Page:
Q: I’ve been a tenant at my current place for two years, and recently signed up to have my rent payments automatically deducted from my checking account (the management company touted this on its Web site, and it seemed like a good idea to me). …CONTINUED
Unbeknownst to me, the deductions weren’t being made and I was presented with a $50 late fee and a $175 "court fee." The management company admitted that a technical error was made and agreed to rescind the late fee, but said that the "court fee" was beyond its control. I haven’t received any papers from a lawyer or court. Do I have to pay this court fee? –Huascar K.
A: Late-fee clauses are common and, as long as they comply with the law, enforceable as well. But a late-fee practice must be described in the lease or rental agreement (in some states, it’s valid only if it’s in a written lease). Ditto with paying for court costs — many rental documents provide that if the landlord must go to court to enforce a provision in the lease, a losing tenant will pay the landlord’s court costs and attorney fees.
In even-handed leases, such clauses run both ways, so that a victorious tenant will collect from a losing landlord, too; and in some states, these clauses are interpreted as running both ways, not matter how they’re phrased. So the first issue for you is whether your lease has an attorney fees clause. Without a costs and fees clause, management cannot impose such a fee.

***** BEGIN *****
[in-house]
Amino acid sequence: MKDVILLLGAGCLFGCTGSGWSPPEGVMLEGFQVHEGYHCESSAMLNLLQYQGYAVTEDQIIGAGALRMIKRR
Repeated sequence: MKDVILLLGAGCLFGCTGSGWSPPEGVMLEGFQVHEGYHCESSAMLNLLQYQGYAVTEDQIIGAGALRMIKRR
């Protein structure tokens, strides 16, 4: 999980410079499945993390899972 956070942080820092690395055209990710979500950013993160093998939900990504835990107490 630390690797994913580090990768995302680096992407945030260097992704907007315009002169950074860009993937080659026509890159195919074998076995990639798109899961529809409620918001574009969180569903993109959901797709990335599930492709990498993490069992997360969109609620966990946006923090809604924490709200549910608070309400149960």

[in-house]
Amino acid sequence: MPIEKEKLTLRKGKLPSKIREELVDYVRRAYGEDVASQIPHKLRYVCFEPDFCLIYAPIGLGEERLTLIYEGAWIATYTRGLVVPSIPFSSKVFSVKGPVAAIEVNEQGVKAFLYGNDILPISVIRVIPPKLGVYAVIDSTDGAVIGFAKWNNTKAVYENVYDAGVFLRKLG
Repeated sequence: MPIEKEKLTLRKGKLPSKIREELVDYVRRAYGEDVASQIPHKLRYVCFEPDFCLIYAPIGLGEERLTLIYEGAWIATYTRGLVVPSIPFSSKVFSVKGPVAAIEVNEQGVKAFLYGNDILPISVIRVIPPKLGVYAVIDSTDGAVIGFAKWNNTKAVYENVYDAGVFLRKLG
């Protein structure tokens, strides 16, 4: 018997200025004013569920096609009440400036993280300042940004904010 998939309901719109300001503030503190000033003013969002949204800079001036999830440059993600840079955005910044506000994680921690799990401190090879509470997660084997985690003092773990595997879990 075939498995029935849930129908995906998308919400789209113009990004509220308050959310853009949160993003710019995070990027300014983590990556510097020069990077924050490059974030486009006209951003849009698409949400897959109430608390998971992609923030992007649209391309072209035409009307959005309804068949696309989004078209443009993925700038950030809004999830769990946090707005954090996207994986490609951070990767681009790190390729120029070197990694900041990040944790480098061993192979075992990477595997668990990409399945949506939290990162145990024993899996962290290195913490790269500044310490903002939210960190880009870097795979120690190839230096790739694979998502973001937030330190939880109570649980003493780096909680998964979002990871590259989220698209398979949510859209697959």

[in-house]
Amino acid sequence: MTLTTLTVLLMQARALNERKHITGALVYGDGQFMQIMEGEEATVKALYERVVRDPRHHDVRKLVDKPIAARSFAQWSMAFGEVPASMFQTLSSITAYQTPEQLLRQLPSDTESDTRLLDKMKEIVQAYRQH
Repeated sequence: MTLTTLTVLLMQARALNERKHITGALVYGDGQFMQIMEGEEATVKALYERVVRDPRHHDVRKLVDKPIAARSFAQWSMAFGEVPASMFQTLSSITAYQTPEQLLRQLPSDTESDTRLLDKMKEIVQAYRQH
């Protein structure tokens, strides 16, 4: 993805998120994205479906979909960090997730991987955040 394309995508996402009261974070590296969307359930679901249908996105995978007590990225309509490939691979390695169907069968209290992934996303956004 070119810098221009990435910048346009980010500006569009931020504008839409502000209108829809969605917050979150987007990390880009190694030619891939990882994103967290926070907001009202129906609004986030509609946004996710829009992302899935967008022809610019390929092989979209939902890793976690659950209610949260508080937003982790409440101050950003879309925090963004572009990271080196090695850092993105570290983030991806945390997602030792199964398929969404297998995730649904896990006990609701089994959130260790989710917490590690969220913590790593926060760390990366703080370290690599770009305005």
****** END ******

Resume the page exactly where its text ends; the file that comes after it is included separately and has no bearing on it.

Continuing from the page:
Let’s assume that your lease does have a fees and costs clause. Management apparently consulted with its lawyers when it noticed that the rent wasn’t being paid, and the lawyers probably drew up a pay-or-quit notice.
It’s unlikely that they filed anything in court, because in most states, tenants who don’t pay the rent must be given a chance to pay the rent within a few days or leave voluntarily, before the landlord can file for eviction. Even a gung-ho law firm would probably wait to actually write an eviction complaint until they knew it would be necessary.
Maybe you can see where this is going: Management incurred legal fees that were either unnecessary or ill-considered. The supposed nonpayment incident turned out, by management’s own admission, to be a mistake — and not one of your making.
In other words, the "case" against you is a loser. Either management should not have run up those fees in the first place or you are the winning party in this dispute (even though you never got to court). Either way, you are not responsible for management’s legal costs.
So here’s the bottom line: If your lease doesn’t have a fees and costs clause, or it has such a clause that runs both ways (as written or by law in your state), you have very good grounds for refusing to pay that fee.
In practice, you’ll be making that argument as a defense to an eviction lawsuit, so be very sure you’ve got the facts and the law on your side before risking your tenancy.
Actually, if the management company has even an ounce of marketing and tenant relations sense, it’ll absorb the fee and hope that its gaffe doesn’t become known and discourage steady, rent-paying tenants like you from using the automatic rent-paying plan or from continuing to live there.
Janet Portman is an attorney and managing editor at Nolo. She specializes in landlord/tenant law and is co-author of "Every Landlord’s Legal Guide" and "Every Tenant’s Legal Guide." She can be reached at firstname.lastname@example.org.